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V/A – The Electronic Bible: Chapter 1

V/A - The Electronic Bible: Chapter 1

CD, White Label Music, 2004

Curated by Ann Shenton and Andy Fraser, this somewhat ambitiously-titled 20-track compilation purports to showcase the state of the art in ‘electronic’, which if I understand things correctly, doesn’t refer to electronic music in general but specifically to the genre of lo-fi analogue punkery that has arisen in the wake of Add N To (X) and leeched some of the attention from the more retro elements of the dying electroclash scene. Accordingly then, Shenton’s new project Large Number appear twice on here, but then White Label’s only previous album release was her “Spray On Sound”. So a degree of cross-marketing is only to be expected.
Perhaps as a tip of the hat to the scene’s collective influences, the first track is by Richard H. Kirk in the guise of Pat Riot (great name), and contains a little drum fill that is instantly reminiscent of “Nag Nag Nag”. There are a few other familiar names here, although none quite as seminal as Cabaret Voltaire; Drew Mulholland features as both Mount Vernon Arts Lab and N, the High Llamas and Lol Coxhill make appearances, and even Jarvis Cocker crops up with his sleazy electronic rockers Relaxed Muscle. Things intially progress in a fairly tuneful, lyrical vein, with Shenton’s particularly catchy first number, and Kings Have Long Arms and Boywithatoy in a shootout for best newcomer — newcomer being relative to my own fairly limited knowledge, of course.
Around the halfway mark however, things get much odder, crossing the experimental spectrum from the COH-ish bleepy minimalism and post-industrial of Fashion Flesh to the Zorn-esque free-jazz assault of Coxhill’s Phosphene, not to mention both of the Mulholland tracks. I like my music as varied and surprising as possible and it’s nice to know that other people also appreciate that there’s room for both searing white noise and almost-inaudible subtlety. It’s also nice to know that Shenton and Fraser have structured the CD the same way I would have done, charting a course back in the direction of off-kilter (although somewhat variable) electropop after the mentalism of the middle bit. Raüberhöhle’s Chicks On Speed-style disco anthem is perhaps the strongest tune here.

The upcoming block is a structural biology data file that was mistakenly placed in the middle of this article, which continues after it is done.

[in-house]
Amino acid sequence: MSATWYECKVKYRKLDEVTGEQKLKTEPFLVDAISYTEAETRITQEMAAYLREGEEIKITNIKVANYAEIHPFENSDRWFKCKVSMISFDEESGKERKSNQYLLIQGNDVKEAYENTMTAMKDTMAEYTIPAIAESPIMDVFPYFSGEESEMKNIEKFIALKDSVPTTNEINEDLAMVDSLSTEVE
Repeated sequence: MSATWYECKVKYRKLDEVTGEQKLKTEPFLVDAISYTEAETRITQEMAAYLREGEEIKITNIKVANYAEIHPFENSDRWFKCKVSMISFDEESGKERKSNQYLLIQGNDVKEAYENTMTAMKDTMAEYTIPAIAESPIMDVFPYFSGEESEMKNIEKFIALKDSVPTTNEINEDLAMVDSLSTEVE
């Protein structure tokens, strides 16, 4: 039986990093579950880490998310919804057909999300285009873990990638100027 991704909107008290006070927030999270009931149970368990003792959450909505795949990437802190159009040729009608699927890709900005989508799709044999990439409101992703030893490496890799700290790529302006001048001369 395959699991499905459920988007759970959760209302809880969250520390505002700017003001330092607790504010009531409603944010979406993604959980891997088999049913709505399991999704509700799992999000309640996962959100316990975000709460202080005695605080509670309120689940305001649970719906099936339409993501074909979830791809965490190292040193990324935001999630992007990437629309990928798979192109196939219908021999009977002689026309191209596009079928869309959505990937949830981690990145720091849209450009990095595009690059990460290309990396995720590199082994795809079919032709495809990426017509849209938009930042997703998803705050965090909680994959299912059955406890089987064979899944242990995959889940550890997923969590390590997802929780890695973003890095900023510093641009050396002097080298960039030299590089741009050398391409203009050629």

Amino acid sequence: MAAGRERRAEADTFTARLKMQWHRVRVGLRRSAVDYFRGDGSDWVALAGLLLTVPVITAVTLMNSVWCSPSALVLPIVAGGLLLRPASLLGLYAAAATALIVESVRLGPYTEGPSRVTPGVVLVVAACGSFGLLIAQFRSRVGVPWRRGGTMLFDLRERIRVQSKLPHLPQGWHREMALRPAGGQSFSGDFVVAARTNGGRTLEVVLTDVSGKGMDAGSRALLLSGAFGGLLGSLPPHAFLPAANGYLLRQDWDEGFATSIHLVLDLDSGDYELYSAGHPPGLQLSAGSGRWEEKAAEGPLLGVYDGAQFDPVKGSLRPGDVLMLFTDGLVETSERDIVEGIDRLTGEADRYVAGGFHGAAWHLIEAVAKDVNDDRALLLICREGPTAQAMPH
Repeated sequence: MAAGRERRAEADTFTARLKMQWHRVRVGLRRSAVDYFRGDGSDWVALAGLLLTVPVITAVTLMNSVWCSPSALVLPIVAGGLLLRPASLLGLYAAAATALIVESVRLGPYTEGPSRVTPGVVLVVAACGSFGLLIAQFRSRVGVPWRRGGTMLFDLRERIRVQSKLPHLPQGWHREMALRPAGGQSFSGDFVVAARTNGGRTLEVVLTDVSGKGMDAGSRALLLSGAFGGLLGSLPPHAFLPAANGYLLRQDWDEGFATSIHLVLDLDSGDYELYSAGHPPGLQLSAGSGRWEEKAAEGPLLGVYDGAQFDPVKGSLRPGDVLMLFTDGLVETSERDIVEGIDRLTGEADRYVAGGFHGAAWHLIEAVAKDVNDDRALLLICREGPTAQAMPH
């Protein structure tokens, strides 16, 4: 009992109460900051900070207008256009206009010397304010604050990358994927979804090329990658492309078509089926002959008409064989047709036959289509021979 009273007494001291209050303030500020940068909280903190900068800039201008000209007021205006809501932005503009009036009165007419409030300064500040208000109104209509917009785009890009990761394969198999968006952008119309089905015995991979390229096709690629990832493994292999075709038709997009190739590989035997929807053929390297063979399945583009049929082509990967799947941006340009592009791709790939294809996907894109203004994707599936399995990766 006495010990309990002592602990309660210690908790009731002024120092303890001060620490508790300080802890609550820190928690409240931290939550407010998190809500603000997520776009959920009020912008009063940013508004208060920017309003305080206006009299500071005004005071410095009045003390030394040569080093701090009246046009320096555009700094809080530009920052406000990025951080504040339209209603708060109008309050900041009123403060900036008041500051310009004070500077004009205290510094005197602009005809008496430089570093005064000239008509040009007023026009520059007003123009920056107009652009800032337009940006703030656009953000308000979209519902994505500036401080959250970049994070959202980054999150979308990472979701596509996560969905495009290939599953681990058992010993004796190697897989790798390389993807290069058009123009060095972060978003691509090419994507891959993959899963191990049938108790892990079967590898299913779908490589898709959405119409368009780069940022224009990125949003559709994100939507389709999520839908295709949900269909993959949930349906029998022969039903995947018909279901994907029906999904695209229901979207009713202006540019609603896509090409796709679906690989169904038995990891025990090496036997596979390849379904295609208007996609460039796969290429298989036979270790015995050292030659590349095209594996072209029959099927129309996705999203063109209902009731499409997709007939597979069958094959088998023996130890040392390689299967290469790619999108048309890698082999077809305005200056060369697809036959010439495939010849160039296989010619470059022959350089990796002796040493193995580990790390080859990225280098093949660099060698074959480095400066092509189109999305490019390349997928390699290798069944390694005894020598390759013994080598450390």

This clearly isn’t a history or snapshot of electronic music in general, in the way that the documentary “Modulations” tried to be; neither is it really an introduction to a clearly-defined genre, since there’s a whole world of difference between N’s drone hypnosis and the crooning melodic electro of Black Rainbow. Perhaps it’s better regarded as a fairly personal collection of music that the compilers like, although the biblical name does allow them to include some pretty cute artwork. It’s a shame Christmas is over, as it would make a good mind-expanding gift for someone whose electronic frame of reference stretched as far as Goldfrapp and Peaches. Hell, if you love them enough, get it for them anyway.


— Andrew Clegg

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